UPP reps stage a hunger strike
The third-largest party in the National Assembly yesterday held a protest in front of the legislature’s main building and condemned the government’s unprecedented attempt to quash the party.
Five of the six UPP lawmakers - representatives Kim Mi-hyui, Kim Sun-dong, Kim Jae-yeon, Oh Byung-yun and Lee Sang-kyu - attended the event where their heads were shaved. They also began an indefinite hunger strike.
On Tuesday the government asked the Constitutional Court to dissolve the minority political party, saying its dedication to North Korea threatened the South. Senior members of the party, including Representative Lee Seok-ki, were indicted in September on charges of conspiring to overthrow the government by creating an anti-state underground group. Because Lee is detained while being tried, he was unable to attend yesterday’s protest.
“The government called us a threat to the Constitution,” Representative Kim Mi-hyui said at the protest. “But the UPP has never blindly followed North Korea and never acted under its orders.”
Representative Kim Jae-yeon, a proportional representative of the UPP, said, “Please fight against the Park dictatorship’s attempt to destroy democracy. We, the UPP lawmakers, will fight to the death.”
The party also scheduled a candlelit protest in front of Seoul City Hall at 7 p.m. yesterday.
While the minority political party denied following North Korean orders, its short but turbulent history shows that the party has continuously invited pro-Pyongyang controversies.
The UPP was formally launched on Dec. 5, 2011, through a merger of progressive political groups, including the Democratic Labor Party (DLP) and the People’s Participation Party. Until May 2012, the party was co-chaired by Rhyu Si-min, a leader from the People’s Participation Party, Lee Jung-hee from the Democratic Labor Party and Sim Sang-jeong from the New Progressive Party.
In the April 2012 general election, the UPP managed to win 13 seats, becoming the third-largest power inside the National Assembly.
From its very start, the party provoked controversy. At its launch ceremony on Dec. 11, 2011, former DLP members refused to follow the custom of taking a pledge of allegiance or sing the national anthem.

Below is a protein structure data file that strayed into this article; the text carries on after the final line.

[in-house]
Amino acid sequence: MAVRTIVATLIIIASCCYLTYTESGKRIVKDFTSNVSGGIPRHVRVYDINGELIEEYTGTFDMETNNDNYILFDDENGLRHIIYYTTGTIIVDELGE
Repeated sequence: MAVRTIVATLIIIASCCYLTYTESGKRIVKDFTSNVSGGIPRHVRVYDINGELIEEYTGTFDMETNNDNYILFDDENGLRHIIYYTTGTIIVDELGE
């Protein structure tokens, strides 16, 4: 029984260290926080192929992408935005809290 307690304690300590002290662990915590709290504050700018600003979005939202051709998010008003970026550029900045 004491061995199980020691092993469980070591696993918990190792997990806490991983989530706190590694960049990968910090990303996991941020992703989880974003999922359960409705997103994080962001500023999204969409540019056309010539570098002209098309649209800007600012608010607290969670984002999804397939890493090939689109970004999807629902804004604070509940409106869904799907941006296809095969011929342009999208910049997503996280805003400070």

Controversy was reignited in May 2012 after Representative Lee Seok-ki said he disapproved of Korea’s national anthem.
The UPP’s stand on North Korea also invited criticism. When the North fired a long-range rocket in April 2012, the international community strengthened its sanctions on the country. A UPP statement said, “The series of sanctions by the United Nations Security Council and the United States do not help ease tensions on the Korean Peninsula.” The party did not criticize the North for the launch.
When the North fired another long-range rocket last December, allegedly to put a satellite in space, the party also defended the action. “It is outrageous to talk about sanctions on the North for launching a satellite,” it said.
After the North conducted a third nuclear test last February, the UPP issued a statement saying, “It is absurd that the United States, which conducted 1,000 nuclear tests, receives no sanctions, while only the North is being sanctioned.” When the National Assembly voted on a resolution to condemn the nuclear test, all UPP lawmakers boycotted the session.
In 2012, seven of the party’s lawmakers defected after allegations were raised to a rigged primary before the April 2012 general election that favored pro-North candidates for the proportional candidate seats.
In the general election, the party won seven geographical constituencies and six proportional representative seats. Among the six proportional representatives-elect, three were candidates chosen through the primary, while the other three were appointed. Following the accusations, Yoon Geum-soon, a farmer-turned-politician who won the second most votes in the rigged primary, gave up her proportional representative seat, but two others, Lee Seok-ki and Kim Jae-yeon, refused to forfeit their positions.
Criticism snowballed that the primary was rigged to allow Lee and Kim, both accused of having pro-Pyongyang backgrounds, to become lawmakers. As a result, the seven lawmakers, along with many other members, left the UPP in September 2012, protesting the dominance of the pro-North faction.
After the split, the UPP fielded its chairwoman, Lee Jung-hee, as its candidate in the December 2012 presidential election. She said in a TV debate that she was running in the race “to stop Park Geun-hye from winning,” inviting a lot of criticism.
The UPP’s pro-Pyongyang views became front page news when the prosecution began an investigation into key members conspiring to overthrow the government by forming an anti-state group, known as the RO, which stands for Revolutionary Organization. In September, the National Assembly approved a motion to allow Representative Lee Seok-ki’s arrest. Following an investigation, Lee was formally prosecuted later in the month.
Following the scandal, public demand to dissolve the UPP grew. In a survey conducted by the JTBC and Realmeter in September, 63.9 percent of the public said the UPP should be dissolved. In the same month, a JoongAng Ilbo poll also showed that 61.7 percent of the people want it to be disbanded.
“The crisis of the UPP is an outcome of accumulated public disappointments over its pro-Pyongyang scandals,” said Lee Joon-han, a professor of political science at the University of Incheon. “They brought it upon themselves.”
BY SER MYO-JA, CHAE BYUNG-GUN [email@example.com]
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